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Category:    Home > Reviews > Animation > Children > TV > Lucy Must Be Traded, Charlie Brown (Paramount DVD)

Lucy Must Be Traded, Charlie Brown


Picture: B-     Sound: B-     Extras: D     Episodes: B-



One thing Charles Schultz did well with his Peanuts Gang was to take on that kids' institution of sports and the new DVD Lucy Must be Traded, Charlie Brown features three cartoons from three different ears about the sport.  As has been the case with the previous Paramount DVD offerings from the animated shows, the title show is the new one, and two other older matching shows with matching themes are included.


The newest show, released in 2003, is the weakest and oddest of the three, dealing with the reality of women in sports and dodging it at the same time.  Lucy is out of her element as someone not so good at baseball who keeps insisting she’ll be there for all the games, when it is apparent she is ruining the Peanuts Gang’s team chances of winning even a single game.  It is one step above a zombied rehash of what we have already seen and done with barely more energy than sleepwalking.  The voice actors are not the problem, but the teleplay is pointless.  The bonus shows fare better.


Charlie Brown’s All Stars was out back in 1968 and it was always one of the weaker early Peanuts specials, but the idea that a local business will not sponsor Charlie Brown’s team if it has “girls and dogs” on it is a sad reminder of how very recent explicit discrimination in sports was.  Schultz was, as usual, way ahead of his time in dealing with this without being preachy.  Though not one of my favorites, at least it is authentic Schultz and that is better than most “bests” form the same genre and field.


That brings us to It’s Spring Training, Charlie Brown, a 1992 program that is a comeback after over a decade of specials that were not living up to the classics.  It deals with all the issues Charlie Brown’s All Stars was starting to take on, but actually improves on the approach, execution and comedy.  For many years before of the Peanuts cartoons, if it was not enough his piers were not nice to him, there have always been the visiting kids who were even meaner to Charlie Brown and the gang.  They were especially venomous to “Chuck” and a scene occurs that is a quiet triumph with profound dignity.  Franklin, the African-American friend in the gang, who previously lead breakdancing in Flashbeagle, stays totally in character when joining the gang at the baseball field.  He brings a portable stereo (aka boom box) and in support of the gang and especially Charlie Brown, plays a Rap song celebrating their friendship, supporting the team, and defying the visiting kids who have been so mean to all of them for decades.  It is a joy-filled moment that also serves as a point of unity and defiance against hate, racism, and rejection like few you will veer see anywhere in children’s animation.  It is a cute, innocent, unangry piece of Rap that ultimately is more subversive and defiant than Eminem or “Cop Killer” could ever dream of being and it is also one of the greatest moments of support Charlie Brown ever gets in Peanuts history, worthy of the conclusion of A Charlie Brown Christmas or his other handful of triumphs.  Charles Schultz was a genius and it shows he could even understand the power of a new musical artform before it became mainstream.  That alone is reason enough to see this DVD.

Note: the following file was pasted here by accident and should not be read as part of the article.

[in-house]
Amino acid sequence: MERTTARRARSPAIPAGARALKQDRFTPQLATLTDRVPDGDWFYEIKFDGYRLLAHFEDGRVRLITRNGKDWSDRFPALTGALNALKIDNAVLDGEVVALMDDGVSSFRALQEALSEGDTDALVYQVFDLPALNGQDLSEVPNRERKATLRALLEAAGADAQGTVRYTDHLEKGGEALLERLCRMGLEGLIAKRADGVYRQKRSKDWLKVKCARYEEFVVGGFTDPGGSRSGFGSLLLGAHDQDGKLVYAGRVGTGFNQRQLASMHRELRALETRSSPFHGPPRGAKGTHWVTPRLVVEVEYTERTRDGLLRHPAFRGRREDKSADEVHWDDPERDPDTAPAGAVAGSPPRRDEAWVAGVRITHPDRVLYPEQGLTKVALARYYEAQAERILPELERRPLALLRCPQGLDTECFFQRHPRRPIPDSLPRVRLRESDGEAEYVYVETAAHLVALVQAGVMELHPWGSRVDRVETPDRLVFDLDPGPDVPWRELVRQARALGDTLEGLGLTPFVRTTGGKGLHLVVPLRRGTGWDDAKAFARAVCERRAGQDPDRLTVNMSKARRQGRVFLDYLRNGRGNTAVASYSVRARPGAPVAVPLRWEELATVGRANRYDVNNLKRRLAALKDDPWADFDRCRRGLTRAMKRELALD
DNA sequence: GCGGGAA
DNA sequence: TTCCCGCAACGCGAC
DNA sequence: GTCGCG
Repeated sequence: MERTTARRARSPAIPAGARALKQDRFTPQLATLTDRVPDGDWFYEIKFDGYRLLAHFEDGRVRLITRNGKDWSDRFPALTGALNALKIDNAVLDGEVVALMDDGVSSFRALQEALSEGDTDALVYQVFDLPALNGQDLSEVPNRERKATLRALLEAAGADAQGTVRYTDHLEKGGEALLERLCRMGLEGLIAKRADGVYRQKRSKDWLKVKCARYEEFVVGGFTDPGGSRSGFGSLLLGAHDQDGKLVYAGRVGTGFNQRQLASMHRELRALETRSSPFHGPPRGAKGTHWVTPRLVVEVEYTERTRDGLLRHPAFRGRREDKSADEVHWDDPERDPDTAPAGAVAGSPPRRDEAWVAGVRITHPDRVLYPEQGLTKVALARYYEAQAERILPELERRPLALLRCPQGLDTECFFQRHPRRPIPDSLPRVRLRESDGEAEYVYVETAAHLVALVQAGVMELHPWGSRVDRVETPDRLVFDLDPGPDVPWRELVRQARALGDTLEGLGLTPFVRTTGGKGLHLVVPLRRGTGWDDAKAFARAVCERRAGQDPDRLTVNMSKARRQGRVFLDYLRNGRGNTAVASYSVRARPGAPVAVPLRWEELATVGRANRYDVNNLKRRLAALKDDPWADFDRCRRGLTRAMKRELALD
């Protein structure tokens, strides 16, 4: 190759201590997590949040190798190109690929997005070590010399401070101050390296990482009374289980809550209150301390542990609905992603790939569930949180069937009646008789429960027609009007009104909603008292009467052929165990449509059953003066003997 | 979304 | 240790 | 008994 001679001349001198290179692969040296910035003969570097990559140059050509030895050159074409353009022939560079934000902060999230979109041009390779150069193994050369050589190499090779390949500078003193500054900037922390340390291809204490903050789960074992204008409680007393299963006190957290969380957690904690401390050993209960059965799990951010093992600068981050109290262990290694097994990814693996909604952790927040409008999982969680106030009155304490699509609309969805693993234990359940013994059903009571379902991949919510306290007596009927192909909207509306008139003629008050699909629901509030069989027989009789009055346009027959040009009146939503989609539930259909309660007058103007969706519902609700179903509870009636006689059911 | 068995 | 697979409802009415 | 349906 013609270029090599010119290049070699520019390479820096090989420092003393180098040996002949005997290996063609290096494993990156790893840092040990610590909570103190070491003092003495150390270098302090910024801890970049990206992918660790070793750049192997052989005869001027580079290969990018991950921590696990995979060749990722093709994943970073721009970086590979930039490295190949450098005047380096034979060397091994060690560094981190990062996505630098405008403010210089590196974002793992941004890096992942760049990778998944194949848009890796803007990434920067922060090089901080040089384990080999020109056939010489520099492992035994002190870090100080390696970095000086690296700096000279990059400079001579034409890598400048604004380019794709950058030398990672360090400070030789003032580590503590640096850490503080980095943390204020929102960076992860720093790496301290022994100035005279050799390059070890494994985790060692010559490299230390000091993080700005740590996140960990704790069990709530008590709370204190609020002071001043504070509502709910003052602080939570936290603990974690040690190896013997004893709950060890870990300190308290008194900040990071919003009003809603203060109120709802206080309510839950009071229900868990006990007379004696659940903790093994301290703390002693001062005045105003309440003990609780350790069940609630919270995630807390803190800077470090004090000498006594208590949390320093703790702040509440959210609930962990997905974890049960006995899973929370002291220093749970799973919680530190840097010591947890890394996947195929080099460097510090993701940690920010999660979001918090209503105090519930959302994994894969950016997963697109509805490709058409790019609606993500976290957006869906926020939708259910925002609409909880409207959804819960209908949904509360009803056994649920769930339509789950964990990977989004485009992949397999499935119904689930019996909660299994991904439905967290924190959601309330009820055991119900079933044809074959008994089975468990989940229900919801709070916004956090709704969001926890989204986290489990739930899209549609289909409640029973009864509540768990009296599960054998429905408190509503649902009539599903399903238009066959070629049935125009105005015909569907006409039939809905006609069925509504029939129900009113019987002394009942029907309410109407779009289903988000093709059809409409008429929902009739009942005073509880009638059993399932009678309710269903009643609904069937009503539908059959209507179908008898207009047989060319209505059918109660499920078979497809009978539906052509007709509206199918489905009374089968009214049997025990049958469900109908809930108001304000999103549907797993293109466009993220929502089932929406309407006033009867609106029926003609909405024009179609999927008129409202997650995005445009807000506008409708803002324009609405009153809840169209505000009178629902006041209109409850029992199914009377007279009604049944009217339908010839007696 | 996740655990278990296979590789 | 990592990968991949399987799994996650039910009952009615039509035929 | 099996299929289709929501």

The full frame, color image has slight differences in the grain and color, with each show.  The oldest (Charlie Brown’s All Stars) has the most grain, cell dust and the color is not as good as some others from the time.  The best (It’s Spring Training, Charlie Brown) turns out to be one of the last great color installments ever made, while the latest main program seems color odd.  It is not color weak, but the color that is there looks atypical of what we usually see.  All three have Dolby Digital 2.0 sound, but only the new program has stereo sound and it has no surround information of any kind.  The plus is that the older titles have clearer than usual monophonic playback, which is nice.  There are no extras.


So you get another high-quality installment of Peanuts cartoons that will especially appeal to fans of Baseball.  Schultz and company deal with it when it was still a real game, which might be a complication of the title program, distance from the real thing.  Those who love the game will especially appreciate it, whereas this critic is a passive fan.  With its honestly and moral center, it is a trio of tales for children of all ages to appreciate about sportsmanship and life.



-   Nicholas Sheffo


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